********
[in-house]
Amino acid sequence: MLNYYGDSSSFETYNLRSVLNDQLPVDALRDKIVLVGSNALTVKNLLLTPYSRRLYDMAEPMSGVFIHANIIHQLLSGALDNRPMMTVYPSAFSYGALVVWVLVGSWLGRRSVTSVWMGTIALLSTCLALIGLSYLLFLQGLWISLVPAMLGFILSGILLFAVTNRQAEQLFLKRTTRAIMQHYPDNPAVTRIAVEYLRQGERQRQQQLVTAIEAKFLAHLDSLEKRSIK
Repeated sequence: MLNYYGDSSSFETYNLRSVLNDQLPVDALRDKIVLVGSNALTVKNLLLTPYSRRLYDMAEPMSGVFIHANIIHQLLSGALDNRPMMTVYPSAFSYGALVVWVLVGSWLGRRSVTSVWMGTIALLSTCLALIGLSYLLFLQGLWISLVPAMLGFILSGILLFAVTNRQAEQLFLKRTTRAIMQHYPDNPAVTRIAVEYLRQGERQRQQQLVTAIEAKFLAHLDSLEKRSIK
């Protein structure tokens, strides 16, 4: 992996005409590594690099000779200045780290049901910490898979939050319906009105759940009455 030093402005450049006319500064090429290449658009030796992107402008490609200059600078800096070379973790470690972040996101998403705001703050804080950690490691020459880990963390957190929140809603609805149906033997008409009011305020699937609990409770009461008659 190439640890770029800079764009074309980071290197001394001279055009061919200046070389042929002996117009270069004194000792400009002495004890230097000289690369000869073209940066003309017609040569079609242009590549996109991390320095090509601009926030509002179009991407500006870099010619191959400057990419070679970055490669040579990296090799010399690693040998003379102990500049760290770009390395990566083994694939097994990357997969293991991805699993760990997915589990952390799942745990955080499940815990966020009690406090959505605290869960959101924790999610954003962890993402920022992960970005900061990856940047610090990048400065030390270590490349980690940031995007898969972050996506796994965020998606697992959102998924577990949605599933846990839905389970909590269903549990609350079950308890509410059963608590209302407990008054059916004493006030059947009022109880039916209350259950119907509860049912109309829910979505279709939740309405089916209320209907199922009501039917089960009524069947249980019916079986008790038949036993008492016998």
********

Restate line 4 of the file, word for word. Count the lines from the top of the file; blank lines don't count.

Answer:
């Protein structure tokens, strides 16, 4: 992996005409590594690099000779200045780290049901910490898979939050319906009105759940009455 030093402005450049006319500064090429290449658009030796992107402008490609200059600078800096070379973790470690972040996101998403705001703050804080950690490691020459880990963390957190929140809603609805149906033997008409009011305020699937609990409770009461008659 190439640890770029800079764009074309980071290197001394001279055009061919200046070389042929002996117009270069004194000792400009002495004890230097000289690369000869073209940066003309017609040569079609242009590549996109991390320095090509601009926030509002179009991407500006870099010619191959400057990419070679970055490669040579990296090799010399690693040998003379102990500049760290770009390395990566083994694939097994990357997969293991991805699993760990997915589990952390799942745990955080499940815990966020009690406090959505605290869960959101924790999610954003962890993402920022992960970005900061990856940047610090990048400065030390270590490349980690940031995007898969972050996506796994965020998606697992959102998924577990949605599933846990839905389970909590269903549990609350079950308890509410059963608590209302407990008054059916004493006030059947009022109880039916209350259950119907509860049912109309829910979505279709939740309405089916209320209907199922009501039917089960009524069947249980019916079986008790038949036993008492016998």